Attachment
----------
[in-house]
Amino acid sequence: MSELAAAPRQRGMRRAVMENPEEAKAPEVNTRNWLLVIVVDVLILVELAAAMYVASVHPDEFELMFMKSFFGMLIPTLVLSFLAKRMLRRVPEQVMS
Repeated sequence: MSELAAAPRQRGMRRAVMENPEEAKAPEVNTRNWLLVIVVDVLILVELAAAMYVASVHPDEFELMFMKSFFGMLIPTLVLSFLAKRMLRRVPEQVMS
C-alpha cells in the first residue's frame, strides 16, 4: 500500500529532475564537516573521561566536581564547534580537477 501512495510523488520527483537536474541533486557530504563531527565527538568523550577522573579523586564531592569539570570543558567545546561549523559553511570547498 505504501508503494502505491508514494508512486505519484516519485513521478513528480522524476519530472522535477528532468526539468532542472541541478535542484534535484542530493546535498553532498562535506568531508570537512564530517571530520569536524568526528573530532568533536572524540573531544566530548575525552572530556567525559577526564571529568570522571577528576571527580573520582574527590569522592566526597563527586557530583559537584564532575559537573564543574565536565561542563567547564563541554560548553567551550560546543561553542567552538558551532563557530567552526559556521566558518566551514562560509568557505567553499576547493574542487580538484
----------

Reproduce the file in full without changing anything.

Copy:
[in-house]
Amino acid sequence: MSELAAAPRQRGMRRAVMENPEEAKAPEVNTRNWLLVIVVDVLILVELAAAMYVASVHPDEFELMFMKSFFGMLIPTLVLSFLAKRMLRRVPEQVMS
Repeated sequence: MSELAAAPRQRGMRRAVMENPEEAKAPEVNTRNWLLVIVVDVLILVELAAAMYVASVHPDEFELMFMKSFFGMLIPTLVLSFLAKRMLRRVPEQVMS
C-alpha cells in the first residue's frame, strides 16, 4: 500500500529532475564537516573521561566536581564547534580537477 501512495510523488520527483537536474541533486557530504563531527565527538568523550577522573579523586564531592569539570570543558567545546561549523559553511570547498 505504501508503494502505491508514494508512486505519484516519485513521478513528480522524476519530472522535477528532468526539468532542472541541478535542484534535484542530493546535498553532498562535506568531508570537512564530517571530520569536524568526528573530532568533536572524540573531544566530548575525552572530556567525559577526564571529568570522571577528576571527580573520582574527590569522592566526597563527586557530583559537584564532575559537573564543574565536565561542563567547564563541554560548553567551550560546543561553542567552538558551532563557530567552526559556521566558518566551514562560509568557505567553499576547493574542487580538484